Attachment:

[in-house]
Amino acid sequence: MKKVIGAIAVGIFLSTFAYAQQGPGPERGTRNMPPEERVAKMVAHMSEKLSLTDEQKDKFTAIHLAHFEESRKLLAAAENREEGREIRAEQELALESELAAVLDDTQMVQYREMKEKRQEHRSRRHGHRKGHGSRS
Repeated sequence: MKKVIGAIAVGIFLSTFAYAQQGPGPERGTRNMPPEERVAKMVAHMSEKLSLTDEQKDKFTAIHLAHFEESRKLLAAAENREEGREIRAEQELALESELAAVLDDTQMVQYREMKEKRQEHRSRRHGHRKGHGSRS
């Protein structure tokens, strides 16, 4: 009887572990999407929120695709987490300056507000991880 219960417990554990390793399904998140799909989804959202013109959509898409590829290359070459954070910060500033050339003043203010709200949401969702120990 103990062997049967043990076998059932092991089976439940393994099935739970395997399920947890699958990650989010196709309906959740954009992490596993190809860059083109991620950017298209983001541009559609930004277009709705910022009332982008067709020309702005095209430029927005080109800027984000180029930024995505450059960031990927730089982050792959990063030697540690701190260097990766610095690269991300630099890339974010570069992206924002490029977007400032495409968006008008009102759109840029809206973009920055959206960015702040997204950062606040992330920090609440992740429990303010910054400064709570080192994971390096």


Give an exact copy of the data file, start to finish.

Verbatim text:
[in-house]
Amino acid sequence: MKKVIGAIAVGIFLSTFAYAQQGPGPERGTRNMPPEERVAKMVAHMSEKLSLTDEQKDKFTAIHLAHFEESRKLLAAAENREEGREIRAEQELALESELAAVLDDTQMVQYREMKEKRQEHRSRRHGHRKGHGSRS
Repeated sequence: MKKVIGAIAVGIFLSTFAYAQQGPGPERGTRNMPPEERVAKMVAHMSEKLSLTDEQKDKFTAIHLAHFEESRKLLAAAENREEGREIRAEQELALESELAAVLDDTQMVQYREMKEKRQEHRSRRHGHRKGHGSRS
């Protein structure tokens, strides 16, 4: 009887572990999407929120695709987490300056507000991880 219960417990554990390793399904998140799909989804959202013109959509898409590829290359070459954070910060500033050339003043203010709200949401969702120990 103990062997049967043990076998059932092991089976439940393994099935739970395997399920947890699958990650989010196709309906959740954009992490596993190809860059083109991620950017298209983001541009559609930004277009709705910022009332982008067709020309702005095209430029927005080109800027984000180029930024995505450059960031990927730089982050792959990063030697540690701190260097990766610095690269991300630099890339974010570069992206924002490029977007400032495409968006008008009102759109840029809206973009920055959206960015702040997204950062606040992330920090609440992740429990303010910054400064709570080192994971390096």